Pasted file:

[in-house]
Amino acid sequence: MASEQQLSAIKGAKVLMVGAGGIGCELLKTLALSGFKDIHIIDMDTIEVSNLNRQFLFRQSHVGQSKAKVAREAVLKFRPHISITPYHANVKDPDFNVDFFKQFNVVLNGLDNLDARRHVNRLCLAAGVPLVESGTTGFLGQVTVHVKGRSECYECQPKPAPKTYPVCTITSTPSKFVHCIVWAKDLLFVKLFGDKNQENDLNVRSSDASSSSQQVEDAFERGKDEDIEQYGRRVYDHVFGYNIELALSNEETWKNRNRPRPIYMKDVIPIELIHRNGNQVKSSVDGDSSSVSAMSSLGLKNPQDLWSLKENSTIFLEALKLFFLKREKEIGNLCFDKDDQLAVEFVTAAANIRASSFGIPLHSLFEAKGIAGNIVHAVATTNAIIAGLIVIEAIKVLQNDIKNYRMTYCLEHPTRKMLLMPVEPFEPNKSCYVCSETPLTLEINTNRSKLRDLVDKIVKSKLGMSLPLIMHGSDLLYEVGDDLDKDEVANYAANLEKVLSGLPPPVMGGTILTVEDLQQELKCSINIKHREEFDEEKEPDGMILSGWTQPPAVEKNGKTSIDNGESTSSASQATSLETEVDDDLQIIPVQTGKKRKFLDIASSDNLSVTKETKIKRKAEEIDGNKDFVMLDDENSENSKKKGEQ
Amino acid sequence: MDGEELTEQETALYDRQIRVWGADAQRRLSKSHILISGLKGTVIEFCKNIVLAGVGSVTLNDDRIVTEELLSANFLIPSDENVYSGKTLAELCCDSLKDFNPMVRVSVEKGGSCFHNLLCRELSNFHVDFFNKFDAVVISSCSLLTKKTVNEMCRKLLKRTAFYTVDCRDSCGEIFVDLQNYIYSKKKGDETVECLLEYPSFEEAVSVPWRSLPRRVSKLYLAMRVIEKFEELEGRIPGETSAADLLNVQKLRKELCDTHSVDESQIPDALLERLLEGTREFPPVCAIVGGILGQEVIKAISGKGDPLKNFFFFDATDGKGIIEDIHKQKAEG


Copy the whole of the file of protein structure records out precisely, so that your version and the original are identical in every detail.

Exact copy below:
[in-house]
Amino acid sequence: MASEQQLSAIKGAKVLMVGAGGIGCELLKTLALSGFKDIHIIDMDTIEVSNLNRQFLFRQSHVGQSKAKVAREAVLKFRPHISITPYHANVKDPDFNVDFFKQFNVVLNGLDNLDARRHVNRLCLAAGVPLVESGTTGFLGQVTVHVKGRSECYECQPKPAPKTYPVCTITSTPSKFVHCIVWAKDLLFVKLFGDKNQENDLNVRSSDASSSSQQVEDAFERGKDEDIEQYGRRVYDHVFGYNIELALSNEETWKNRNRPRPIYMKDVIPIELIHRNGNQVKSSVDGDSSSVSAMSSLGLKNPQDLWSLKENSTIFLEALKLFFLKREKEIGNLCFDKDDQLAVEFVTAAANIRASSFGIPLHSLFEAKGIAGNIVHAVATTNAIIAGLIVIEAIKVLQNDIKNYRMTYCLEHPTRKMLLMPVEPFEPNKSCYVCSETPLTLEINTNRSKLRDLVDKIVKSKLGMSLPLIMHGSDLLYEVGDDLDKDEVANYAANLEKVLSGLPPPVMGGTILTVEDLQQELKCSINIKHREEFDEEKEPDGMILSGWTQPPAVEKNGKTSIDNGESTSSASQATSLETEVDDDLQIIPVQTGKKRKFLDIASSDNLSVTKETKIKRKAEEIDGNKDFVMLDDENSENSKKKGEQ
Amino acid sequence: MDGEELTEQETALYDRQIRVWGADAQRRLSKSHILISGLKGTVIEFCKNIVLAGVGSVTLNDDRIVTEELLSANFLIPSDENVYSGKTLAELCCDSLKDFNPMVRVSVEKGGSCFHNLLCRELSNFHVDFFNKFDAVVISSCSLLTKKTVNEMCRKLLKRTAFYTVDCRDSCGEIFVDLQNYIYSKKKGDETVECLLEYPSFEEAVSVPWRSLPRRVSKLYLAMRVIEKFEELEGRIPGETSAADLLNVQKLRKELCDTHSVDESQIPDALLERLLEGTREFPPVCAIVGGILGQEVIKAISGKGDPLKNFFFFDATDGKGIIEDIHKQKAEG